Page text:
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August 2, 1943: PT-171 and John F. Kennedy
The PT's had their final all-out encounter with the Tokyo Express on the night of August 1/2 1943 when four destroyers ran through Blackett Strait, on the west side of Kolombangara, to Vila, on the southern tip of the island It was apparent that the Japanese knew that PT's would be their only opposition. Just before dusk on the afternoon of the 1st, 18 bombers made a strike on the PT base at Lumbari Island. One bomb blasted PT's 117 and 164 at their dock and killed two men. Two torpedoes blown off PT 164 by the bombing ran erratically around the bay until they fetched up on the beach without detonating. Even with the loss of two boats, it was possible to send 15 PT's out in 4 sections to meet the destroyers:
PT 159 led PT 157 and PT 109 in the northernmost patrol in Blackett Strait, off Vanga Vanga. On the Kolombangara coast PT 171 led a patrol a few miles to the south of Brantingham's division, with PT 169, PT 172, and PT 163. To the southeast of this patrol, still in Blackett Strait, PT 174 led PT 105 and PT 103. South of Ferguson Passage, the southern entrance to Blackett Strait, were stationed, in PT 107, with PT 104, PT 106, and PT 108.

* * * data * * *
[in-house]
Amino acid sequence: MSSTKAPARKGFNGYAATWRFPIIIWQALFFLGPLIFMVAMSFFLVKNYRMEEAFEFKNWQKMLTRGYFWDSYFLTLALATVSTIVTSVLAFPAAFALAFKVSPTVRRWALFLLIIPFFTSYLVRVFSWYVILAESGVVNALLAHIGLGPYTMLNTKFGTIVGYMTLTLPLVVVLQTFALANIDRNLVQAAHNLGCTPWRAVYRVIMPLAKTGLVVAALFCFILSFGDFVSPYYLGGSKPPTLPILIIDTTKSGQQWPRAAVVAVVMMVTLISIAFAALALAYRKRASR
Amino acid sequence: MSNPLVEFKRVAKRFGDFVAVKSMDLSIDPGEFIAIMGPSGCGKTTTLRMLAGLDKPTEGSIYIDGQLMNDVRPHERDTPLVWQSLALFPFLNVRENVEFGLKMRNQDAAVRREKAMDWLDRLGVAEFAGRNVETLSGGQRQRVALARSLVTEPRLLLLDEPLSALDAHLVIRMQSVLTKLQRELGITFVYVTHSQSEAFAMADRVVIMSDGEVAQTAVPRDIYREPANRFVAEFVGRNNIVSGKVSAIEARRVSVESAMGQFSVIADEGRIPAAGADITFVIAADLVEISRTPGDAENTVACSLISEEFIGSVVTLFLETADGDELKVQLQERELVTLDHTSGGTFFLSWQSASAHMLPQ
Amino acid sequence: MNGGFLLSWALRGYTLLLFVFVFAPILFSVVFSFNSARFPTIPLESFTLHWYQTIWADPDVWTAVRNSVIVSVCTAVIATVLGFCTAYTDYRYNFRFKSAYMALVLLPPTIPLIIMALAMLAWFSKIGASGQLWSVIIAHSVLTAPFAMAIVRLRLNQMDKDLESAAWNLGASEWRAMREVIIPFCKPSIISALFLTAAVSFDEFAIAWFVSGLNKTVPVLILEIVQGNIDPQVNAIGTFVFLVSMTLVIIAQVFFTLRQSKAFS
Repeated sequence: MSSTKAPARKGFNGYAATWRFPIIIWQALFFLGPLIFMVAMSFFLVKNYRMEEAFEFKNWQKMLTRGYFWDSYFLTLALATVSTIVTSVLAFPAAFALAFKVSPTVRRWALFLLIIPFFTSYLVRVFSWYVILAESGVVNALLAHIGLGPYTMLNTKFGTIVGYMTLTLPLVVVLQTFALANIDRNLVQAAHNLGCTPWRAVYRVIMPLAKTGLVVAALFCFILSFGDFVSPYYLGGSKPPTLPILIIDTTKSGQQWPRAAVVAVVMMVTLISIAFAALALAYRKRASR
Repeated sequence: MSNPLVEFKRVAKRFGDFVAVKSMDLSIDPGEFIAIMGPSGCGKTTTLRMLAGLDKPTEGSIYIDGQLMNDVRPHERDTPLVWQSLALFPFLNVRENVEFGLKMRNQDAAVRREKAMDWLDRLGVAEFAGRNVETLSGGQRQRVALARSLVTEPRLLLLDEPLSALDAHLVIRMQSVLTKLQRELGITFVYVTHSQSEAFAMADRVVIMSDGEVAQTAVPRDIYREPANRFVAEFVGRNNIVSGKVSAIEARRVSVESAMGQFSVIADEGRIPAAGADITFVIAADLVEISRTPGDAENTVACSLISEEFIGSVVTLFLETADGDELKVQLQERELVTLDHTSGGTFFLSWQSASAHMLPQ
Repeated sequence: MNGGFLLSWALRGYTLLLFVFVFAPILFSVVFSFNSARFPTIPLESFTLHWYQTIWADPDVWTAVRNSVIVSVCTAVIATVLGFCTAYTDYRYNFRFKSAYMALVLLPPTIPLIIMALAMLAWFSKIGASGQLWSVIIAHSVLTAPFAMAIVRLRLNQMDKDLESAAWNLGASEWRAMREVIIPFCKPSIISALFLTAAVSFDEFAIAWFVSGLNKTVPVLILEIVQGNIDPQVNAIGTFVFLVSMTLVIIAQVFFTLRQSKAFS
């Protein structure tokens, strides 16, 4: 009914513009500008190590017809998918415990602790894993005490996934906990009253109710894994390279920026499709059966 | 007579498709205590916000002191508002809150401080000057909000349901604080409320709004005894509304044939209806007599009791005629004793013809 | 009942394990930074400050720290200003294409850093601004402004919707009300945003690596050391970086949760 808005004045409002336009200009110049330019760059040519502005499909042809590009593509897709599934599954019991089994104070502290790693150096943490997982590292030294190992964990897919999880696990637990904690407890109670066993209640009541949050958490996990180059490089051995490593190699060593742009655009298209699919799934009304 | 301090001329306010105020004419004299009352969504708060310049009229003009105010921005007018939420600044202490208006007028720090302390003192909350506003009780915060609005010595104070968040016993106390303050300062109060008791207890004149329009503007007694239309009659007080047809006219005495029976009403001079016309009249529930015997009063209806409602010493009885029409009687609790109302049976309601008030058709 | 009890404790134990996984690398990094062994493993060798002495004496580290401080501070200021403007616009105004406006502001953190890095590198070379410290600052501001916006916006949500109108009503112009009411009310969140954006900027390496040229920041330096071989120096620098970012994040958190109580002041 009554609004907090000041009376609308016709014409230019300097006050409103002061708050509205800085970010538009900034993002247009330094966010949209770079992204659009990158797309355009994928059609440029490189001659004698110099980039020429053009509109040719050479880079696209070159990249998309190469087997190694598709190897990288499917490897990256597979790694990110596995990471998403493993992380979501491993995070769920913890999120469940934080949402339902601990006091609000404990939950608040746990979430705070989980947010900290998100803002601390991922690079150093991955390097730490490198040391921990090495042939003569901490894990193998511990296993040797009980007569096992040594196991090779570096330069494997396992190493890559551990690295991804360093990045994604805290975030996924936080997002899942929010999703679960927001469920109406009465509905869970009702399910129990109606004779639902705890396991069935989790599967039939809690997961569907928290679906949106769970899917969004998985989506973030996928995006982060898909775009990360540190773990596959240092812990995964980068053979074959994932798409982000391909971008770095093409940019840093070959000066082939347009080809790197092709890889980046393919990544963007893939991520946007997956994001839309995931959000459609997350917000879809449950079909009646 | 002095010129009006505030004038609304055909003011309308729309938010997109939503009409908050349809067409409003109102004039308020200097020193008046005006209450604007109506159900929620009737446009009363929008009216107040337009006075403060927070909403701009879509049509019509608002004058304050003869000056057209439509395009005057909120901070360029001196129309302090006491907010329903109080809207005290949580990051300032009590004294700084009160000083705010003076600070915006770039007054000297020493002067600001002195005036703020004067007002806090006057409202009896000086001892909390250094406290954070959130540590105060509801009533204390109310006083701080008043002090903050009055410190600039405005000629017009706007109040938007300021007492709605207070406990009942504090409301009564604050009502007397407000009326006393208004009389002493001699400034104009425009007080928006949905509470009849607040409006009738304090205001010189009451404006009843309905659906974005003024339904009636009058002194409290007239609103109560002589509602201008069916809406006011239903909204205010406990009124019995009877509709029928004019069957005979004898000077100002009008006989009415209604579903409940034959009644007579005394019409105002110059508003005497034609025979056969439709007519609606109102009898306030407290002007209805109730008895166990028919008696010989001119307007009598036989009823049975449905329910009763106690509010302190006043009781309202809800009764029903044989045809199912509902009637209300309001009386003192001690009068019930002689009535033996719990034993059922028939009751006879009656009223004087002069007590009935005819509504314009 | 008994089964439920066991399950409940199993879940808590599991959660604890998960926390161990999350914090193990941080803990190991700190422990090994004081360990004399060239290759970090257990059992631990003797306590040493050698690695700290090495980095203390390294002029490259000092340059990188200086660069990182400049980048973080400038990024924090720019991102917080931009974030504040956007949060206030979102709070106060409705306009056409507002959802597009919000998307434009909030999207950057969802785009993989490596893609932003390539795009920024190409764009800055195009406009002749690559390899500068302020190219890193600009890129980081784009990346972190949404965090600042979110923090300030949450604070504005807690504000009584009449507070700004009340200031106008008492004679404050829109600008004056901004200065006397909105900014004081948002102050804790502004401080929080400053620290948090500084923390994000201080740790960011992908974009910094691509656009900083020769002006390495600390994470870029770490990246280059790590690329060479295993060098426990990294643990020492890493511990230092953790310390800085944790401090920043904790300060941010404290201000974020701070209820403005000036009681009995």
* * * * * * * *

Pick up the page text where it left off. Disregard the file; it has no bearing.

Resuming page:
Brantingham made radar contact at midnight with ships approaching from the north, close to the Kolombangara coast. Soon afterward he saw four ships, which he believed to be large landing craft. The 159 and 157 started to close the range to make a strafing run. The enemy ships opened fire with heavy guns, revealing themselves as destroyers. PT 159 fired four torpedoes and PT 157 fired two at 18oo yards. As the boats retired to the northwest, a large explosion was seen at the target. PT 159 having fired all its torpedoes, returned to base. PT 157 attempted to rejoin PT's 162 and I09, but was unable to find them.
A few minutes later Berndtson's division sighted four destroyers, still heading down the Kolombangara coast. PT 171 closed to 1,5oo yards.The destroyers fired star-shells to illuminate the PT's and opened fire with their main batteries and automatic weapons. PT 171 fired four torpedoes at the second destroyer. Bright flashes from the tubes warned the destroyer, which turned toward the PT and avoided the torpedoes. The other three PT's in the division were not aware of the presence of the destroyers until they opened fire, and then could not fire torpedoes because another PT was crossing their bow. The 171 returned to base. The 159 proceeded north, joining PT's 162 and 109, PT's 170 and 172 straddled by gunfire from two destroyers, ran south through Ferguson Passage, where they were ineffectually attacked by four floatplanes, and eventually returned to their patrol station.